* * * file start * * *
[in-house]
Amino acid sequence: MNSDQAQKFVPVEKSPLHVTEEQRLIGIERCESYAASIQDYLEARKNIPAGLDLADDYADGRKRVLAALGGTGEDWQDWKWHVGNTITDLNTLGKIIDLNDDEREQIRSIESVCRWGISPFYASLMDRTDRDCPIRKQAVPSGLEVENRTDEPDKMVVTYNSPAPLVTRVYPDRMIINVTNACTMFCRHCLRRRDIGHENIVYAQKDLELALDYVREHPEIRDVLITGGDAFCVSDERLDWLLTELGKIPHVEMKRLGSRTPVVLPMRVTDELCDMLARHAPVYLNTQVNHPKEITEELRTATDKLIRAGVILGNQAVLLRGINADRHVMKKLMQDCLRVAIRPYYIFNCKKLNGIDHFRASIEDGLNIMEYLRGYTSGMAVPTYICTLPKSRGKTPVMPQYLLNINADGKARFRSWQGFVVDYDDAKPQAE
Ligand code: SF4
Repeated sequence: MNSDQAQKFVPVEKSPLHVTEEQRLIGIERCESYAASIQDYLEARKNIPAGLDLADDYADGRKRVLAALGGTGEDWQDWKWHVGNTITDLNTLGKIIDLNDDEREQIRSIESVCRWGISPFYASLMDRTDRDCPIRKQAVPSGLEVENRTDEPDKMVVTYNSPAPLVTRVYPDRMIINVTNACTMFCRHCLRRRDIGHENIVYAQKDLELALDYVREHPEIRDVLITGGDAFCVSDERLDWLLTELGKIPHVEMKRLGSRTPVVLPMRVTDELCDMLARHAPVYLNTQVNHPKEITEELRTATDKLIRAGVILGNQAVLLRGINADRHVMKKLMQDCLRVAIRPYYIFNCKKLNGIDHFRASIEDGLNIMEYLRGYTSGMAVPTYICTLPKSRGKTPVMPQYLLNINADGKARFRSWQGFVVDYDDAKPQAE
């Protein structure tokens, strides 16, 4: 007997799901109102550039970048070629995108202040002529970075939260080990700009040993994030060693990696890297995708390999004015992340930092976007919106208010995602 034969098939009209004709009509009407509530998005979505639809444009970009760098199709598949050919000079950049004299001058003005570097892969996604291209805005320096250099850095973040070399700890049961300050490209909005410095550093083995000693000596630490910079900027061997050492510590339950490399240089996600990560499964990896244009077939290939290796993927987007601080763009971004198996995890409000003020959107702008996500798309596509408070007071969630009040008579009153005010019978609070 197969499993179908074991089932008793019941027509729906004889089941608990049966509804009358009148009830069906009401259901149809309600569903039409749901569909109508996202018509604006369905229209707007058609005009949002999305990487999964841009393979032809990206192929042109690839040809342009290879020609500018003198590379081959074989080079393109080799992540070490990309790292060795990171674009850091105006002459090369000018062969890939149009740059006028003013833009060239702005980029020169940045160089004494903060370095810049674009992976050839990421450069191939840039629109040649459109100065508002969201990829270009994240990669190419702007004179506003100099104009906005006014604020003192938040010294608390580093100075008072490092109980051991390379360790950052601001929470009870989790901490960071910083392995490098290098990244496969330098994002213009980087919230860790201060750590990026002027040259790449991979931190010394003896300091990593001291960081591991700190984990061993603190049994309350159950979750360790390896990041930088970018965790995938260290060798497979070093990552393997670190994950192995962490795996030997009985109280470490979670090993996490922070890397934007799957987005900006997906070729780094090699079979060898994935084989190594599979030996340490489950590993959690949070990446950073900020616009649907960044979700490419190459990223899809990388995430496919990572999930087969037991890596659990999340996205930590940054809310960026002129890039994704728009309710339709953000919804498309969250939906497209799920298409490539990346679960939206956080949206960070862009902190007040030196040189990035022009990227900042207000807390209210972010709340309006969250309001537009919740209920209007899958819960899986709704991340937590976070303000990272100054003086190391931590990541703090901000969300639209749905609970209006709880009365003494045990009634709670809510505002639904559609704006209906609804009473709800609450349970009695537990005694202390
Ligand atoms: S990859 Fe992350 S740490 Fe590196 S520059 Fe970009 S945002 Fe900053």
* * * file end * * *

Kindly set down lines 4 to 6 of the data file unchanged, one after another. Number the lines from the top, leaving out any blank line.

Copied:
Repeated sequence: MNSDQAQKFVPVEKSPLHVTEEQRLIGIERCESYAASIQDYLEARKNIPAGLDLADDYADGRKRVLAALGGTGEDWQDWKWHVGNTITDLNTLGKIIDLNDDEREQIRSIESVCRWGISPFYASLMDRTDRDCPIRKQAVPSGLEVENRTDEPDKMVVTYNSPAPLVTRVYPDRMIINVTNACTMFCRHCLRRRDIGHENIVYAQKDLELALDYVREHPEIRDVLITGGDAFCVSDERLDWLLTELGKIPHVEMKRLGSRTPVVLPMRVTDELCDMLARHAPVYLNTQVNHPKEITEELRTATDKLIRAGVILGNQAVLLRGINADRHVMKKLMQDCLRVAIRPYYIFNCKKLNGIDHFRASIEDGLNIMEYLRGYTSGMAVPTYICTLPKSRGKTPVMPQYLLNINADGKARFRSWQGFVVDYDDAKPQAE
């Protein structure tokens, strides 16, 4: 007997799901109102550039970048070629995108202040002529970075939260080990700009040993994030060693990696890297995708390999004015992340930092976007919106208010995602 034969098939009209004709009509009407509530998005979505639809444009970009760098199709598949050919000079950049004299001058003005570097892969996604291209805005320096250099850095973040070399700890049961300050490209909005410095550093083995000693000596630490910079900027061997050492510590339950490399240089996600990560499964990896244009077939290939290796993927987007601080763009971004198996995890409000003020959107702008996500798309596509408070007071969630009040008579009153005010019978609070 197969499993179908074991089932008793019941027509729906004889089941608990049966509804009358009148009830069906009401259901149809309600569903039409749901569909109508996202018509604006369905229209707007058609005009949002999305990487999964841009393979032809990206192929042109690839040809342009290879020609500018003198590379081959074989080079393109080799992540070490990309790292060795990171674009850091105006002459090369000018062969890939149009740059006028003013833009060239702005980029020169940045160089004494903060370095810049674009992976050839990421450069191939840039629109040649459109100065508002969201990829270009994240990669190419702007004179506003100099104009906005006014604020003192938040010294608390580093100075008072490092109980051991390379360790950052601001929470009870989790901490960071910083392995490098290098990244496969330098994002213009980087919230860790201060750590990026002027040259790449991979931190010394003896300091990593001291960081591991700190984990061993603190049994309350159950979750360790390896990041930088970018965790995938260290060798497979070093990552393997670190994950192995962490795996030997009985109280470490979670090993996490922070890397934007799957987005900006997906070729780094090699079979060898994935084989190594599979030996340490489950590993959690949070990446950073900020616009649907960044979700490419190459990223899809990388995430496919990572999930087969037991890596659990999340996205930590940054809310960026002129890039994704728009309710339709953000919804498309969250939906497209799920298409490539990346679960939206956080949206960070862009902190007040030196040189990035022009990227900042207000807390209210972010709340309006969250309001537009919740209920209007899958819960899986709704991340937590976070303000990272100054003086190391931590990541703090901000969300639209749905609970209006709880009365003494045990009634709670809510505002639904559609704006209906609804009473709800609450349970009695537990005694202390
Ligand atoms: S990859 Fe992350 S740490 Fe590196 S520059 Fe970009 S945002 Fe900053």